Applying through Ucas as an international student

One international student offers a first-hand account of navigating the confusing hurdles to completing your application to a UK university through Ucas

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Melisande Riefler's avatar

Melisande Riefler

January 10 2020
Stressed student

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Applying to a British university can be a struggle, especially if you are not from the UK. The process, which is handled through a central admissions body called Ucas, requires you to submit, among other things, a personal statement and a reference letter.

The process may confuse not only you but also your parents. Yet rest assured that with some patience and care you can get through it all successfully, which will leave you feeling like you really can climb any mountains in your way.

The difficult decision

Reading course descriptions, looking at entry requirements – scrolling down the whole page until you finally find your specific high school diploma – and comparing different universities will take up a lot of your time. 

Step by step, you find your way through the jungle of future possibilities: physics, medicine, arts or maybe politics? The potential choices, which seem to determine your future life, keep spinning around in your head for weeks and weeks, not letting you sleep at night.

“OK, I’ve got it now,” you think to yourself. “I will study English literature.” You feel relieved – the decision has been made, written into stone, steady like a rock. So now it is time to start the application. Having struggled so hard in the past weeks, this seems like an easier task.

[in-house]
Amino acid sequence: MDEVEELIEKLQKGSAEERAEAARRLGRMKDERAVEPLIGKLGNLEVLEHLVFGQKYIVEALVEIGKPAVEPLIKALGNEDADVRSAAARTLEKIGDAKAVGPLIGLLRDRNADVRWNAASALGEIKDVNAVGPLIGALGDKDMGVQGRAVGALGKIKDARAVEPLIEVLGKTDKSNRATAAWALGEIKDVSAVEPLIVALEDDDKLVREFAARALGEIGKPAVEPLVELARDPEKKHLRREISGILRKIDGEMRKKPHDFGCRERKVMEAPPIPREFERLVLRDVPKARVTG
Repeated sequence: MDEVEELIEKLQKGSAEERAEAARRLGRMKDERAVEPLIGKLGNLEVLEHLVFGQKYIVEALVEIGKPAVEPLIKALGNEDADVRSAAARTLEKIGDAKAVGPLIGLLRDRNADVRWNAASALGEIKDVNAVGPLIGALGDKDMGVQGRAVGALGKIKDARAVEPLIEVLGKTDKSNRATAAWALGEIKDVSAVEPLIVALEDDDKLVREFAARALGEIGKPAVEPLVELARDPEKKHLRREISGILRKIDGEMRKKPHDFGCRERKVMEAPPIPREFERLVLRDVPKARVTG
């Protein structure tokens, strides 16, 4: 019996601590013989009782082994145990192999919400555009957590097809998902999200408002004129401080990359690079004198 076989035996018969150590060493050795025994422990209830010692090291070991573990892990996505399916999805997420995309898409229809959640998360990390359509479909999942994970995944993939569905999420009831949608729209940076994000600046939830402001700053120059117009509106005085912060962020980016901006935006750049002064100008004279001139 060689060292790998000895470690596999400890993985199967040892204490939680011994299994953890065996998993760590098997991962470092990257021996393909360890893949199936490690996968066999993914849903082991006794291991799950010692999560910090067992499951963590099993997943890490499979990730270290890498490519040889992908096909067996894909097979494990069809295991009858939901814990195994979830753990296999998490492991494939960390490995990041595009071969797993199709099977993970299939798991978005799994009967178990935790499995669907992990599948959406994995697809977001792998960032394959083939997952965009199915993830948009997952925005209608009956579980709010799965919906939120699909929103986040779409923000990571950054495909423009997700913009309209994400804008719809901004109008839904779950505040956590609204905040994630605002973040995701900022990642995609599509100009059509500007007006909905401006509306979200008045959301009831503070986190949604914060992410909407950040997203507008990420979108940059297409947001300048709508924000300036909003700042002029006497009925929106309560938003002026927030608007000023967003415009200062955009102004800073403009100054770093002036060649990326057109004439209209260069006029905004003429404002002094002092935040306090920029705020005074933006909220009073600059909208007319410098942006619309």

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The application

First you register for Ucas and find five red boxes in the top left corner of your screen. Only five sections, that doesn’t seem like too much work.

“Personal details? I know myself, so that is easy!”

“Employment? Also easy, not much to write there.”

“Course choices?” This is what you have been preparing yourself for over the past weeks, months – years, it seems.

“Academics? Oh, I will just fill in the address of my school and scan my diploma. That should take me 10 minutes maximum!” And yet, an hour later, you still sit at your laptop, typing in names of the 50 courses you have taken over the past two years of high school, constantly receiving red warnings that you have not entered your centre number. Too bad that your school just doesn’t have one. But eventually you overcome this hurdle. 

The personal statement

The last section of your application left to fill in is the personal statement. As a German filling in the Ucas application, I had assumed that it was just a matter of sitting down, typing in the right details and deciding on your courses. 

So I opened the final section to see a huge blank box that I had to fill with 4,000 characters. Not 4,000 words but just 4,000 characters about yourself, your passion for your subject and information to strengthen your application. You frantically start to search the internet for information to help you understand this new task.

Eventually, when you sit in front of your seventh draft, you have an essay that explains why you want to go to university, what has inspired you, what you like about your subject and what you have done in the past that proves you know what you are applying for.

Looking forward

Submitting your application can leave you feeling anxious as your wait for the responses from universities, but it also gives you a sense of success and relief.

Not only did you just apply for five universities in the UK, but you managed to do it while decoding a foreign system of applications. 

This article was updated by Student Content Editor Seeta Bhardwa in January 2020. This article was originally published in January 2016.

Read more: What happens after you submit your Ucas application?


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